Tugendhat was also satisfied that this jurisdiction was “clearly the appropriate one” (paragraph 134). He accepted the argument of Hugh Tomlinson QC (for the Claimants) that “in the world in which Google Inc operates, the location of documents is likely to be insignificant, since they are likely to be in electronic form, accessible from anywhere in the world”.

Subject to an appeal from Google, the claims will proceed in the UK. Allegations about Google’s conduct in other countries are unlikely to feature. Tugendhat J indicated a focus on what Google has done in the UK, to these individuals: “I think it very unlikely that a court would permit the Claimants in this case to adduce evidence of what Mr Tench refers to as alleged wrongdoing by Google Inc against other individuals, in particular given that it occurred in other parts of the world, governed by laws other than the law of England” (paragraph 47).

Robin Hopkins @hopkinsrobin


High Court to hear Safari users’ privacy claim against Google

January 16th, 2014 by Robin Hopkins

Panopticon has from time to reported on Google’s jurisdictional argument when faced with privacy/data protection actions in European countries: it tends to argue that such claims should be dismissed and must be brought in California instead. This argument is not always successful.

The same jurisdictional argument was advanced before Mr Justice Tugendhat in response to a claim brought by a group calling itself ‘Safari Users Against Google’s Secret Tracking’ who, as their name suggests, complain that Google unlawfully gathers data from Safari browser usage.

This morning, Mr Justice Tugendhat dismissed that jurisdictional argument. The case can be heard in the UK. Matthew Sparkes reports in the Daily Telegraph that the judge said “I am satisfied that there is a serious issue to be tried in each of the claimant’s claims for misuse of private information” and that “the claimants have clearly established that this jurisdiction is the appropriate one in which to try each of the above claims”.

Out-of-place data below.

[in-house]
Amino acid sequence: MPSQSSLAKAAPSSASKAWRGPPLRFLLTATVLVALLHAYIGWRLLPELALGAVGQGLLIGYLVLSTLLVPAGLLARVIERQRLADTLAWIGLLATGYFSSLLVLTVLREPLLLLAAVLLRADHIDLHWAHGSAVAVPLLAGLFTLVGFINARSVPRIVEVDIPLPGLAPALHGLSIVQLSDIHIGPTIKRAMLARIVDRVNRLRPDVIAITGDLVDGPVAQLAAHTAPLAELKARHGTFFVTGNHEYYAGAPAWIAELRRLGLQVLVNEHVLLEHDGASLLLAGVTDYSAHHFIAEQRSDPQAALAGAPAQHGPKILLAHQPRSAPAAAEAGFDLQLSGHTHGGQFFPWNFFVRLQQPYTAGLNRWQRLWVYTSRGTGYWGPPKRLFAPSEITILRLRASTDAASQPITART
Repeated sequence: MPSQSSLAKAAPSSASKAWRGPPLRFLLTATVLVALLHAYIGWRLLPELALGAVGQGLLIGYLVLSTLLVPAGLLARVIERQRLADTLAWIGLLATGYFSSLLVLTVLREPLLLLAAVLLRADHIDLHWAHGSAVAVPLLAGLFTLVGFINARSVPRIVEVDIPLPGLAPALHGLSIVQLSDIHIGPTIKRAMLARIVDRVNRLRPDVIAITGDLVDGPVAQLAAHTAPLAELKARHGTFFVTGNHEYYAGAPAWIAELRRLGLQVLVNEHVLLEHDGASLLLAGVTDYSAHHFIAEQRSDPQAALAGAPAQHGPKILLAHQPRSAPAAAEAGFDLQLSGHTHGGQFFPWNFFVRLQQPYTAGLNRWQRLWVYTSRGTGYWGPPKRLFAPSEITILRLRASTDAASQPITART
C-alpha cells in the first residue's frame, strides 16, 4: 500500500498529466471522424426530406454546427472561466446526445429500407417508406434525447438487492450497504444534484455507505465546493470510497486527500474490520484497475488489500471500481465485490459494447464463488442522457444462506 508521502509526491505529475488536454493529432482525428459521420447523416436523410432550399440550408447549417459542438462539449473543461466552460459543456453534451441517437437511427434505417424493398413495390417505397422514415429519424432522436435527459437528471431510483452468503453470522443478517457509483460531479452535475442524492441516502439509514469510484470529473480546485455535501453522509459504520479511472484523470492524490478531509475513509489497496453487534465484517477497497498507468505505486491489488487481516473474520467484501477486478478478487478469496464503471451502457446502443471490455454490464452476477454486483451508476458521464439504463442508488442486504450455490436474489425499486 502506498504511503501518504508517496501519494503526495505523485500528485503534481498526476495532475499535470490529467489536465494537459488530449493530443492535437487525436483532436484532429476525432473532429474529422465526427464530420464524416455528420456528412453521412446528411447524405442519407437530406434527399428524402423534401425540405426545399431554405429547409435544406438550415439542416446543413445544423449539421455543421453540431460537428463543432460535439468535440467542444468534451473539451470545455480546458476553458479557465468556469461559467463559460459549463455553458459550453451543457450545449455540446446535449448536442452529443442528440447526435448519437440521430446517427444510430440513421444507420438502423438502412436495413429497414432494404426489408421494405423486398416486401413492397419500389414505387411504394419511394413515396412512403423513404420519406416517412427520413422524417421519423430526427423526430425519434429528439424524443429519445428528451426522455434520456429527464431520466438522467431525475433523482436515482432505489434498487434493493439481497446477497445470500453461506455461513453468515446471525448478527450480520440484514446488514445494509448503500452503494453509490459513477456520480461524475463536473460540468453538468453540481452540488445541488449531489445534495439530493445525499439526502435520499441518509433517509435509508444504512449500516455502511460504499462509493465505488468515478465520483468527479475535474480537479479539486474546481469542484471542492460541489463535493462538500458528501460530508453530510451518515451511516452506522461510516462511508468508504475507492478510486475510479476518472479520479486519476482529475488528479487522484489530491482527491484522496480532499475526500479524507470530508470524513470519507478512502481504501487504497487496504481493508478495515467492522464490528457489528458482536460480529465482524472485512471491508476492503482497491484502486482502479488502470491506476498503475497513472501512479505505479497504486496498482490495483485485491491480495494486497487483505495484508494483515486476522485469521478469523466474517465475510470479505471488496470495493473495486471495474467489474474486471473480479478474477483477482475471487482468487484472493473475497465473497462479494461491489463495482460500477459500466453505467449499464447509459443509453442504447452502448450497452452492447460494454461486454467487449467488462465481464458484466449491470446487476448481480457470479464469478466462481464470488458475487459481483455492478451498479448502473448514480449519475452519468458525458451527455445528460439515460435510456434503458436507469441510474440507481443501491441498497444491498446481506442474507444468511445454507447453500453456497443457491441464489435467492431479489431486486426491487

The same article says that Google will appeal. This follows Google’s announcement yesterday that it will appeal a substantial fine issued by the French data protection authority for unlawful processing (gathering and storing) of user data.

Panopticon will continue to gather data on these and other Google-related matters.

Robin Hopkins @hopkinsrobin


Google and data protection: no such thing as the ‘right to be forgotten’

June 28th, 2013 by Robin Hopkins

Chris Knight has blogged recently about enforcement action against Google by European Data Protection authorities (but not yet the UK’s ICO). I blogged last month about a German case (BGH, VI ZR 269/12 of 14th May 2013) concerning Google’s ‘autocomplete’ function, and earlier this year about the Google Spain case (Case C‑131/12). The latter arises out of complaints made to that authority by a number of Spanish citizens whose names, when Googled, generated results linking them to allegedly false, inaccurate or out-of-date information (contrary to the data protection principles) – for example an old story mentioning a surgeon’s being charged with criminal negligence, without mentioning that he had been acquitted. The Spanish authority ordered Google to remove the offending entries. Google challenged this order, arguing that it was for the authors or publishers of those websites to remedy such matters. The case was referred to the CJEU by the Spanish courts.

Advocate General Jääskinen this week issued his opinion in this case.

The first point concerns territorial jurisdiction. Google claims that no processing of personal data relating to its search engine takes place in Spain. Google Spain acts merely as commercial representative of Google for its advertising functions. In this capacity it has taken responsibility for the processing of personal data relating to its Spanish advertising customers. The Advocate General has disagreed with Google on this point. His view is that national data protection legislation is applicable to a search engine provider when it sets up in a member state, for the promotion and sale of advertising space on the search engine, an office which orientates its activity towards the inhabitants of that state.

The second point is substantive, and is good news for Google. The Advocate General says that Google is not generally to be considered – either in law or in fact – as a ‘data controller’ of the personal data appearing on web pages it processes. It has no control over the content included on third party web pages and cannot even distinguish between personal data and other data on those pages.

Thirdly, the Advocate General tells us that there is no such thing as the so-called “right to be forgotten” (a favourite theme of debates on the work-in-progress new Data Protection Regulation) under the current Directive. The Directive offers accuracy as to safeguards and so on, but Google had not itself said anything inaccurate here. At paragraph 108 of his opinion, the Advocate General says this: